That does it for this week, but please come back next week as we explore society’s definition of usefulness with Part 2!

In the meantime, please email us at bbouza@volstate.edu. Make sure you put “Letter to the Editor” in the subject line!

 

 

Back to school tips for students

 

By Jerushah Blackburn

After the holidays wind down, Volunteer State Community College students hoist heavy backpacks and head back to classes. However, the fog of marshmallows and hot chocolate may make it difficult for students to get back into the groove of college life.

Many students get into erratic sleep patterns over school breaks. According to the University Health Center, a division at the University of Georgia, most college students get six to almost seven hours of sleep. To be well rested, adults need 6-10 hours of sleep. The recommended amount of sleep is eight hours.

Lack of sleep can cause poor health, unhealthy weight loss or gain, increased stress, anxiety, depression, and a drop in academic performance. For these reasons, college students should develop consistent sleep patterns. These patterns include going to bed every night at a consistent time, even on weekends. Good sleep helps with the processing and retaining of information.

For new Vol State students, familiarizing themselves with their new environment, instructors, and schedules is important.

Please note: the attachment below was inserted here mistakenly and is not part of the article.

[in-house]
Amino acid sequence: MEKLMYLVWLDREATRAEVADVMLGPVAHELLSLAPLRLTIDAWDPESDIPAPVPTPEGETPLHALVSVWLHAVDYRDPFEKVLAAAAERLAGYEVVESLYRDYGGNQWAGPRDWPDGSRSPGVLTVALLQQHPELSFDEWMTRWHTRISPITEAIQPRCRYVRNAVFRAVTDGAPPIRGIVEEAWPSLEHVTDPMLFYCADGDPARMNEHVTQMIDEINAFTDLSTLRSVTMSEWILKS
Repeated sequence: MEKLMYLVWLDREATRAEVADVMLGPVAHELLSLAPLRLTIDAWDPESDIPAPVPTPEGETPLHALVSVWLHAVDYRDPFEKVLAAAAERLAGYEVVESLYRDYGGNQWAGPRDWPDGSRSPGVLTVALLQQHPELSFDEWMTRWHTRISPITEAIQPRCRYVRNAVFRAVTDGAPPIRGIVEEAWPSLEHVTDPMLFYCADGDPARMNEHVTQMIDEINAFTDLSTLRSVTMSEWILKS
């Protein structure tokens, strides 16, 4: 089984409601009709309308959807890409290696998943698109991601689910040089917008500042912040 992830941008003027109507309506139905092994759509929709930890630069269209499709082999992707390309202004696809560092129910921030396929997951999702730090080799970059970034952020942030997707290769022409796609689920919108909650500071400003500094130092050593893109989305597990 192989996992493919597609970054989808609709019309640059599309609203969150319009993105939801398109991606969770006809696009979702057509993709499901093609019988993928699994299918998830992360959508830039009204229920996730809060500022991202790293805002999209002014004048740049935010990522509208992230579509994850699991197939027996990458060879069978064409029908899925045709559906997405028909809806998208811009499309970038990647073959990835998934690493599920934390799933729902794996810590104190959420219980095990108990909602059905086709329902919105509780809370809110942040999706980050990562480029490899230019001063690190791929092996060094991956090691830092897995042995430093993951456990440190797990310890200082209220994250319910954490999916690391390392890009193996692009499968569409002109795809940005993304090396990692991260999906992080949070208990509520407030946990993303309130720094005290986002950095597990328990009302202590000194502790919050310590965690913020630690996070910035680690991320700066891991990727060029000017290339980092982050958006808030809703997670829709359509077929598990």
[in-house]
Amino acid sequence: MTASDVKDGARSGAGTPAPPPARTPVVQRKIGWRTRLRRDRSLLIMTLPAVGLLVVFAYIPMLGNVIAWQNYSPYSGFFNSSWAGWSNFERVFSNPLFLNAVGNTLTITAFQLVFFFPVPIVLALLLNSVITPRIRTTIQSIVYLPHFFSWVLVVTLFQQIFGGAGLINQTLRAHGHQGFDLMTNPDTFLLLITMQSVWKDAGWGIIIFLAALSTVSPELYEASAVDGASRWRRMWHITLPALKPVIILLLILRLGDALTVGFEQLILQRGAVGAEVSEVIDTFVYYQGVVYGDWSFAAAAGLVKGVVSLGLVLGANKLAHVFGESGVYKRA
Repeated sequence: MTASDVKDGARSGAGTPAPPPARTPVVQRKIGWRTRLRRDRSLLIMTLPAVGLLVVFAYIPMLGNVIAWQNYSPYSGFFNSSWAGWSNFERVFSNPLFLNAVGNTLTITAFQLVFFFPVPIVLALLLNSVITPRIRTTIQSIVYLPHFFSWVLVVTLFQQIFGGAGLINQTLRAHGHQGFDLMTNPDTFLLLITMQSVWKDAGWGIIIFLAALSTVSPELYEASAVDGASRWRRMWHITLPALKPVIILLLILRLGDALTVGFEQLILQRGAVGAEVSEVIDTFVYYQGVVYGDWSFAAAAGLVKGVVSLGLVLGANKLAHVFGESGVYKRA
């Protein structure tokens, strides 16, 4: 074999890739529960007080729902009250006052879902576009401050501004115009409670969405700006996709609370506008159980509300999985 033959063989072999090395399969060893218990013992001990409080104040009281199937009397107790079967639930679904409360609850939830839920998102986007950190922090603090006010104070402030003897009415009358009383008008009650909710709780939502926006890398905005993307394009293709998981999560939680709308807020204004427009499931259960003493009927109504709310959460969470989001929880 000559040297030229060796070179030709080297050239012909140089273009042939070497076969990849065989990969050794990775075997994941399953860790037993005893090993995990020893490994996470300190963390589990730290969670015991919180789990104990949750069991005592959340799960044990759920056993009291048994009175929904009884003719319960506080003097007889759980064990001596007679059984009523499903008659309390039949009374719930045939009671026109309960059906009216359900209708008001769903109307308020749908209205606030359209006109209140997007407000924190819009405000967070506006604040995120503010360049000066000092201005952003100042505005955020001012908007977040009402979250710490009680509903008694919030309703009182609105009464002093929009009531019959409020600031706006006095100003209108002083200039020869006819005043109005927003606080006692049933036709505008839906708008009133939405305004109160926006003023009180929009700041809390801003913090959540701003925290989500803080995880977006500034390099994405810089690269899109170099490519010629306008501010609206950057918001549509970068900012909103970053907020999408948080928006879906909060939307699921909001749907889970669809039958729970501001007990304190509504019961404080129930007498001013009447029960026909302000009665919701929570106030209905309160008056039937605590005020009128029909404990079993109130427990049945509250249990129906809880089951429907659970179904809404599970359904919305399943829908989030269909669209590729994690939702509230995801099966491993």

“They should also get familiar with the campus and the tremendous amount of resources available to them,” said Rebecca Adair, completion advisor of business and technology.

For returning students, a good thing to do to improve is to identify what did, and didn’t, work last semester, and think of ways to correct it.

The biggest struggle for both new and returning students can be time management, especially for students who work, either full- or part-time. Students can use a weekly schedule, writing down dates for work and school assignments.

Another method to keep in mind is “time blocking.” It is important to make breathing room within one’s schedule, in case of the unexpected, according to Livy Simpson, librarian at Thigpen Library.

Another essential part of academic success is studying. Vol State offers a large array of resources to its students. Thigpen Library offers quiet space for students to study, either alone or in groups. They also offer research guides, sorted by subject, and a website available 24/7 with chat rooms for academic help. Tutoring and the Language Center are also accessible. It is important that students do not wait until the last minute for help, according to Simpson.